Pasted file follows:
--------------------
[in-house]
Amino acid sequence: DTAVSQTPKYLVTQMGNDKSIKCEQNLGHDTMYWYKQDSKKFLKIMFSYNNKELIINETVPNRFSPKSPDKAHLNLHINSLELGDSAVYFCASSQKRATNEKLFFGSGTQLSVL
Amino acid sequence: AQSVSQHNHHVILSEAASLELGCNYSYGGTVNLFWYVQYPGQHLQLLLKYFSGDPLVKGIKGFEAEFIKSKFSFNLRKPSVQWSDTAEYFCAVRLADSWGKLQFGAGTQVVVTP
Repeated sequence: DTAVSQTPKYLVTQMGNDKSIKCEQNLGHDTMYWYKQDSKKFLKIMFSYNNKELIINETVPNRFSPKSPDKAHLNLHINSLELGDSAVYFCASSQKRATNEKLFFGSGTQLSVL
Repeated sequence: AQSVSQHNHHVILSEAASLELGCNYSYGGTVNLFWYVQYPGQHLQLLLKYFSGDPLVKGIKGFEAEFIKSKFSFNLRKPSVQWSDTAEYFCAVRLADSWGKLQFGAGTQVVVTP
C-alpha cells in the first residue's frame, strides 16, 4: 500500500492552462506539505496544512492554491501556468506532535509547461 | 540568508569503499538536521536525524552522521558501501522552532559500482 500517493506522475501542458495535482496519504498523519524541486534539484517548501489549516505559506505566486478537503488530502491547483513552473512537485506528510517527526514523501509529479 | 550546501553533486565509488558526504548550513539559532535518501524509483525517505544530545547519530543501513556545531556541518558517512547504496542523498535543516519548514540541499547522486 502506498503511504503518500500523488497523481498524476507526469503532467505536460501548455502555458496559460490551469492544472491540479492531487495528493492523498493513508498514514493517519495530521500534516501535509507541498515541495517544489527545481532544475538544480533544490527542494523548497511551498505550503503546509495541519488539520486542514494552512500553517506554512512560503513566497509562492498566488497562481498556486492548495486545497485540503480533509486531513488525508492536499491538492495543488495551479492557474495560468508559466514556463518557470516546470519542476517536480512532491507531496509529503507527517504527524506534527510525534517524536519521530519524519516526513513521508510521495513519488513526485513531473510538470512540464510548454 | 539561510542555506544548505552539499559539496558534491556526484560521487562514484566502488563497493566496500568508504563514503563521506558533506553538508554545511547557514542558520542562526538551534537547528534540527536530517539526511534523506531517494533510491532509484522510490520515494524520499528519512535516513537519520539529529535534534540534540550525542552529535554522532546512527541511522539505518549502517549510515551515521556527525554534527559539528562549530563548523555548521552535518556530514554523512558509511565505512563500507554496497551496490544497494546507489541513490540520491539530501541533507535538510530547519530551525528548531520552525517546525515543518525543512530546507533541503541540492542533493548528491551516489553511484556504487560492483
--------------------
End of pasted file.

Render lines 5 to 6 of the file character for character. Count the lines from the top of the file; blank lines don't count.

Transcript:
Repeated sequence: AQSVSQHNHHVILSEAASLELGCNYSYGGTVNLFWYVQYPGQHLQLLLKYFSGDPLVKGIKGFEAEFIKSKFSFNLRKPSVQWSDTAEYFCAVRLADSWGKLQFGAGTQVVVTP
C-alpha cells in the first residue's frame, strides 16, 4: 500500500492552462506539505496544512492554491501556468506532535509547461 | 540568508569503499538536521536525524552522521558501501522552532559500482 500517493506522475501542458495535482496519504498523519524541486534539484517548501489549516505559506505566486478537503488530502491547483513552473512537485506528510517527526514523501509529479 | 550546501553533486565509488558526504548550513539559532535518501524509483525517505544530545547519530543501513556545531556541518558517512547504496542523498535543516519548514540541499547522486 502506498503511504503518500500523488497523481498524476507526469503532467505536460501548455502555458496559460490551469492544472491540479492531487495528493492523498493513508498514514493517519495530521500534516501535509507541498515541495517544489527545481532544475538544480533544490527542494523548497511551498505550503503546509495541519488539520486542514494552512500553517506554512512560503513566497509562492498566488497562481498556486492548495486545497485540503480533509486531513488525508492536499491538492495543488495551479492557474495560468508559466514556463518557470516546470519542476517536480512532491507531496509529503507527517504527524506534527510525534517524536519521530519524519516526513513521508510521495513519488513526485513531473510538470512540464510548454 | 539561510542555506544548505552539499559539496558534491556526484560521487562514484566502488563497493566496500568508504563514503563521506558533506553538508554545511547557514542558520542562526538551534537547528534540527536530517539526511534523506531517494533510491532509484522510490520515494524520499528519512535516513537519520539529529535534534540534540550525542552529535554522532546512527541511522539505518549502517549510515551515521556527525554534527559539528562549530563548523555548521552535518556530514554523512558509511565505512563500507554496497551496490544497494546507489541513490540520491539530501541533507535538510530547519530551525528548531520552525517546525515543518525543512530546507533541503541540492542533493548528491551516489553511484556504487560492483